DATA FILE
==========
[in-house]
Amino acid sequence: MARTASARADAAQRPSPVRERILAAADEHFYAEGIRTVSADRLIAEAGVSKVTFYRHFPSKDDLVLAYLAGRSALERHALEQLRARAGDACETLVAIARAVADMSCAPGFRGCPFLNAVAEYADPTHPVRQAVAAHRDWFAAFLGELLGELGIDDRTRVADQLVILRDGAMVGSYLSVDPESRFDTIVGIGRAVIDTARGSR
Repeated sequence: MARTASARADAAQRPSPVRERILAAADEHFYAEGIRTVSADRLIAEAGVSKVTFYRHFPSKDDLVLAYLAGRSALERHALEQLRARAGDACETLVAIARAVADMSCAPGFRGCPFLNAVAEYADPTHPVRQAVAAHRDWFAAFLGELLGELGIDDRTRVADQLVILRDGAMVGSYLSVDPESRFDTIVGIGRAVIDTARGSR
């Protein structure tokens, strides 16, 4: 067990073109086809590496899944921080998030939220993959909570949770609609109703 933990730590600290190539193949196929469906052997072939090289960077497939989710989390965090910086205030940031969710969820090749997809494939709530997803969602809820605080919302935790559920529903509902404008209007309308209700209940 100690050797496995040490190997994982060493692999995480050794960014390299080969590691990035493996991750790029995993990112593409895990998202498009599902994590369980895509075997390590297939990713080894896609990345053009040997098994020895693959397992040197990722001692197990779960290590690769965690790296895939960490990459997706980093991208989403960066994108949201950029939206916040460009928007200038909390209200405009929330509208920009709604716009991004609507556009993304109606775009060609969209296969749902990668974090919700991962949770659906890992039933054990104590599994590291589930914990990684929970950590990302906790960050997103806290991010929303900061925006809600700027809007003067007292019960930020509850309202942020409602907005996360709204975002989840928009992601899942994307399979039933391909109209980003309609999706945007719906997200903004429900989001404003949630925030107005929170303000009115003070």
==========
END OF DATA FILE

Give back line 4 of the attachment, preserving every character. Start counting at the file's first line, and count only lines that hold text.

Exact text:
């Protein structure tokens, strides 16, 4: 067990073109086809590496899944921080998030939220993959909570949770609609109703 933990730590600290190539193949196929469906052997072939090289960077497939989710989390965090910086205030940031969710969820090749997809494939709530997803969602809820605080919302935790559920529903509902404008209007309308209700209940 100690050797496995040490190997994982060493692999995480050794960014390299080969590691990035493996991750790029995993990112593409895990998202498009599902994590369980895509075997390590297939990713080894896609990345053009040997098994020895693959397992040197990722001692197990779960290590690769965690790296895939960490990459997706980093991208989403960066994108949201950029939206916040460009928007200038909390209200405009929330509208920009709604716009991004609507556009993304109606775009060609969209296969749902990668974090919700991962949770659906890992039933054990104590599994590291589930914990990684929970950590990302906790960050997103806290991010929303900061925006809600700027809007003067007292019960930020509850309202942020409602907005996360709204975002989840928009992601899942994307399979039933391909109209980003309609999706945007719906997200903004429900989001404003949630925030107005929170303000009115003070």